About 10 years ago, I discovered I was half Jewish. There’s a story there, but that’s not the point this time!
The reason I’m telling you is that a genetic genealogist who is helping me follow my blood lines, told me she was heavily impacted by discovering that there are large batches of people who die all on the same day in my blood line.
I grew up as someone who did not identify with being Jewish, as I didn’t even know that I was. Over the last decade, the various implications come to me step by step.
When I shared this latest revelation by the genealogist with a friend, she sent me an incredible interview with Dr. Edith Eger who’s become a heroine of mine. Dr. Eger lost her mother and many others to the concentration camps and after a lifetime of healing work, she’s come out with her second book at the age of 92. This one is entitled The Gift: 12 Lessons to Save Your Life.
The interview she did with Marie Forleo, which is the one my friend sent me, is worth a watch. Check it out here.
So much to be learned from Edith, including this quote from her book, but there are so many lessons really, I can hardly choose:
“I work from the understanding, shared with my beloved mentor, friend, and fellow Auschwitz survivor Viktor Frankl, that our worst experiences can be our best teachers, catalyzing unforeseen discoveries and opening us up to new possibilities and perspectives. Healing, fulfillment, and freedom come from our ability to choose our response to whatever life brings us, and to make meaning and derive purpose from all we experience – and in particular our suffering.”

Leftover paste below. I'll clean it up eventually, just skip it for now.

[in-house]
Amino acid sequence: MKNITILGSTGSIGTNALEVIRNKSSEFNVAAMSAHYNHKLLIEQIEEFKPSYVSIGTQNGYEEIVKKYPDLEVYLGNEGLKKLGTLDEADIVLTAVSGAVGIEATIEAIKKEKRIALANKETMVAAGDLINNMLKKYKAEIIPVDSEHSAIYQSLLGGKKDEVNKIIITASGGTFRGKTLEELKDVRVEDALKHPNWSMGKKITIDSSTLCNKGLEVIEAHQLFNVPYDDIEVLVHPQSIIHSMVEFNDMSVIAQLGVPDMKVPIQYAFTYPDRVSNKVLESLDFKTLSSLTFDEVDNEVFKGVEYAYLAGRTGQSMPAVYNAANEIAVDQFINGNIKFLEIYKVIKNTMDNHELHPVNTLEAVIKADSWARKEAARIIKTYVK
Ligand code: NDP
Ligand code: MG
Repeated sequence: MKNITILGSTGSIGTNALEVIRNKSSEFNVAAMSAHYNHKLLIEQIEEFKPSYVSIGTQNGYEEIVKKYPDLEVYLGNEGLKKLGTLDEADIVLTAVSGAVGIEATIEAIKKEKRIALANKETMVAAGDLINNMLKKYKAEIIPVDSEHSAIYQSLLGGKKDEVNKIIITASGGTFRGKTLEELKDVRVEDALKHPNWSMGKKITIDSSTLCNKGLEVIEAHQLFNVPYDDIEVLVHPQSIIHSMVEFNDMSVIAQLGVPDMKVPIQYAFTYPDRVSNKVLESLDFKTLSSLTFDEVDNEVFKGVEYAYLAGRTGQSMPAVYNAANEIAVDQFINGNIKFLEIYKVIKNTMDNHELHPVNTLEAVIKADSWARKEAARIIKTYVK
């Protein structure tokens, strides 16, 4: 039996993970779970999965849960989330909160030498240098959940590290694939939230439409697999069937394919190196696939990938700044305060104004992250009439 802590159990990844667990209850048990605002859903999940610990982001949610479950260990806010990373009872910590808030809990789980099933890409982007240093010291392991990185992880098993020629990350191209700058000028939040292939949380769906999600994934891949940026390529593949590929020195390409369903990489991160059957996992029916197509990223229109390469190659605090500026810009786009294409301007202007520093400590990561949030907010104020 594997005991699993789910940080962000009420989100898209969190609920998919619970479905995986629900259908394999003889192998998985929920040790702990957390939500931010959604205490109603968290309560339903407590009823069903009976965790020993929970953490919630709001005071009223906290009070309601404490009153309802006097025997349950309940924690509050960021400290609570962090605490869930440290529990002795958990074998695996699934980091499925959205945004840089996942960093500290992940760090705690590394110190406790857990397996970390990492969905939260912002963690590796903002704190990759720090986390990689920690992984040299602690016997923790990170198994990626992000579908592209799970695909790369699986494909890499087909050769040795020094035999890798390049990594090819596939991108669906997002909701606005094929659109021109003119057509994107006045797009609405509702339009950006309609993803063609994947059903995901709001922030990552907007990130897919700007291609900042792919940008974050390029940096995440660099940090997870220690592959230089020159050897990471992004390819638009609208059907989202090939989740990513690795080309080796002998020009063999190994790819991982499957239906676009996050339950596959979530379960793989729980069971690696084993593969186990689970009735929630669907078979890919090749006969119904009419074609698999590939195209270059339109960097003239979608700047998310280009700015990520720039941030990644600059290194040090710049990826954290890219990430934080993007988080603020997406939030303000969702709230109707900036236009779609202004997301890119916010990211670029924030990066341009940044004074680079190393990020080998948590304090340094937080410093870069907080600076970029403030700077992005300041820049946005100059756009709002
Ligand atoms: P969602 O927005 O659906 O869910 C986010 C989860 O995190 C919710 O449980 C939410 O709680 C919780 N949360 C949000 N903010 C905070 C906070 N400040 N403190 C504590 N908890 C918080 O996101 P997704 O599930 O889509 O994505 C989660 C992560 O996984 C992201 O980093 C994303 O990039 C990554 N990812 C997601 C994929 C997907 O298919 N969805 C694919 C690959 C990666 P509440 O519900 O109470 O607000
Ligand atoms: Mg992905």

And in conclusion she tells us:
“Freedom is a lifetime practice, one we get to make again and again each day.”
I have the freedom to choose how to look at my growing Jewish identity. I could look at it as meaningless (who cares that my DNA says I have Jewish ancestry). I could look at it as a type of pain (how is it that I never knew? I was abandoned). Or I could look at it as a gift. It is a gift that I am here at all. It is a gift my direct relatives survived the Holocaust. And, it certainly is a gift that I was shielded until now from the conscious knowing of all the pain my ancestors have suffered.